‘Blessed is he who is kind to the needy.’ Psalm 112:5
If we listen to the whispers and complaints in our society about teenagers, we may come away with a tainted view of them. We will judge them, find fault, blame, mistrust. But our teens are our children, grandchildren, the kid next door, the paper boy. They are everyday people who just happen to be in that place called ‘growing up’.
I was blessed to have just served on a mission trip consisting of 39 souls, 15 of which I would call teenagers and young people. Most are, or have been, part of our church’s youth group. They are sweet kids, and they have always been fun to be around.
I was one of the women who was assigned to ‘watch’ some of the girls. This means simply to room with them. This was mostly a safety issue. We traveled in our ‘rooms’ as well, so that all were easily accounted for. As I shared a room with them, I was reminded of time spent with my daughter and her friends when they were ‘growing up’.
They were not bad in any way, just untidy sometimes, and laughing when I wanted to sleep, or slow about getting ready in the morning. I am not complaining about my ‘room’. I loved it, and I got to know them so much better than I did before.
But what stands out to me, with the little bit of inconvenience some of the ‘room mothers’ may have experienced, was watching these kids in action on the mission field. Put them in an orphanage with 40 little kids, and be amazed. They were laughing, playing, and communicating with the children, even with the language barrier. They took pictures of each other, played games, and just horsed around. The kids simply flocked to them. At the same time, the teens were courteous and obedient to the adults and missionaries, always being respectful and kind.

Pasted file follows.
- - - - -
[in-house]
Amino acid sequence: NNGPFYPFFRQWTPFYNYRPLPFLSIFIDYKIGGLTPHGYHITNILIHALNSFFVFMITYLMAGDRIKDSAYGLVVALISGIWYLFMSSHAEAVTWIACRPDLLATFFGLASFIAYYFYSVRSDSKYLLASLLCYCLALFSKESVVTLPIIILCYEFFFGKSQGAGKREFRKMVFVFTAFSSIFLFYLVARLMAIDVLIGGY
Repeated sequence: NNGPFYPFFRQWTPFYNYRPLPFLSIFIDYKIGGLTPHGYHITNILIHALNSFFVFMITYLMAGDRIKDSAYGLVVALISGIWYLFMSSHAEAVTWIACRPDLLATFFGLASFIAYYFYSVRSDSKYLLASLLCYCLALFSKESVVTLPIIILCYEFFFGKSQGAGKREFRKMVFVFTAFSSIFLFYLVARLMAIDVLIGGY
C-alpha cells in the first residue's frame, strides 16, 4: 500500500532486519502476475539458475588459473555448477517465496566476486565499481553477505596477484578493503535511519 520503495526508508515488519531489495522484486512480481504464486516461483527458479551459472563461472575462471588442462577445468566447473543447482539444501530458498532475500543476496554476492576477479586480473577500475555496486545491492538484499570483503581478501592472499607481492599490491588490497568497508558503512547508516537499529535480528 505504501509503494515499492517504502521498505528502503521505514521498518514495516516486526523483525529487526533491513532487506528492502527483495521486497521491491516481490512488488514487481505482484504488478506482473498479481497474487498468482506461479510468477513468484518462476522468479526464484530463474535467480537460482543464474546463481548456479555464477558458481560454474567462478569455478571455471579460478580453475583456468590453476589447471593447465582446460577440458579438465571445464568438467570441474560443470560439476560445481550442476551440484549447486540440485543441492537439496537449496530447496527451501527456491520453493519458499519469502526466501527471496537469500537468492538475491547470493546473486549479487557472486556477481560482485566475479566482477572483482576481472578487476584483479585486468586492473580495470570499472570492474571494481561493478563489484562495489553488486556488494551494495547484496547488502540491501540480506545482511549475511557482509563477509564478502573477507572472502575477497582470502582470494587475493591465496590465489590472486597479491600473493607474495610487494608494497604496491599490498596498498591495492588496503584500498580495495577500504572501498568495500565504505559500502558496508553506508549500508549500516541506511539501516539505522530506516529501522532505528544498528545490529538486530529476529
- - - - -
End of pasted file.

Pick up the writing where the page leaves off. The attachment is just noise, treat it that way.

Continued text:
We went to a school where we were to practice English with the students. The teenagers once again excelled at making friends, taking those first steps to building relationships, gaining immediate trust from the children and the teachers. They answered questions, they asked questions, they conversed. They played games with them, and the cameras were once again in great demand. They went out to the area where the children had their recreation time, and we saw them playing soccer with scores of kids. All were laughing, kicking, running, having fun while sharing love.
I never saw a teen causing trouble, being disrespectful, or damaging property. They were model mission minded people, that’s what they were. They were there showing the love of Jesus. They were just as mission minded as any of us, blessing people in another world.
‘Jesus said, “If anyone gives even a cup of cold water to one of these little ones because he is my disciple, I tell you the truth, he will certainly not lose his reward.” ‘ Matthew 10:42